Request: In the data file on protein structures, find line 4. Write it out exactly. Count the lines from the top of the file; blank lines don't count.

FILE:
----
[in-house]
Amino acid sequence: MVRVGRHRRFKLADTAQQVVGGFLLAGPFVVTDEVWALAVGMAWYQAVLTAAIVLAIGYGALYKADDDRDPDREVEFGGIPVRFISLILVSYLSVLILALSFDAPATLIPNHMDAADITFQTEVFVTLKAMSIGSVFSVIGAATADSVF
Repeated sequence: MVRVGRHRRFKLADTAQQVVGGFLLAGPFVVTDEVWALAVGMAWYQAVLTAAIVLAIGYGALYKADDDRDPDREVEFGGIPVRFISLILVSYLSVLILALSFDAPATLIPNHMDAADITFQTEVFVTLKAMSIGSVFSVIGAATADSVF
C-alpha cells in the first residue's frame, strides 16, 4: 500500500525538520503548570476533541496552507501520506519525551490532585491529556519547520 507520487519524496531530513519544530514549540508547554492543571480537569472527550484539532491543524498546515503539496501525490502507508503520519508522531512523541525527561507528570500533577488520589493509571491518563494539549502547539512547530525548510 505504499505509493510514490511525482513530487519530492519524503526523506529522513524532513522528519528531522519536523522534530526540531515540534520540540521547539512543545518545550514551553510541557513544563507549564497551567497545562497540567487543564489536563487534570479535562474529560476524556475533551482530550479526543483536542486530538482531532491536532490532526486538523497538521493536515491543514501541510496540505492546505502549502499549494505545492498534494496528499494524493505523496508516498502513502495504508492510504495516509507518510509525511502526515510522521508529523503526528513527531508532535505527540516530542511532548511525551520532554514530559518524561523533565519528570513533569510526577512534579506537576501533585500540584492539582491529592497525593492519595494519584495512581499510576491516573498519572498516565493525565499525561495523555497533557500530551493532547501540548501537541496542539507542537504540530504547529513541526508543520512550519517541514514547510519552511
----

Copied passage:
C-alpha cells in the first residue's frame, strides 16, 4: 500500500525538520503548570476533541496552507501520506519525551490532585491529556519547520 507520487519524496531530513519544530514549540508547554492543571480537569472527550484539532491543524498546515503539496501525490502507508503520519508522531512523541525527561507528570500533577488520589493509571491518563494539549502547539512547530525548510 505504499505509493510514490511525482513530487519530492519524503526523506529522513524532513522528519528531522519536523522534530526540531515540534520540540521547539512543545518545550514551553510541557513544563507549564497551567497545562497540567487543564489536563487534570479535562474529560476524556475533551482530550479526543483536542486530538482531532491536532490532526486538523497538521493536515491543514501541510496540505492546505502549502499549494505545492498534494496528499494524493505523496508516498502513502495504508492510504495516509507518510509525511502526515510522521508529523503526528513527531508532535505527540516530542511532548511525551520532554514530559518524561523533565519528570513533569510526577512534579506537576501533585500540584492539582491529592497525593492519595494519584495512581499510576491516573498519572498516565493525565499525561495523555497533557500530551493532547501540548501537541496542539507542537504540530504547529513541526508543520512550519517541514514547510519552511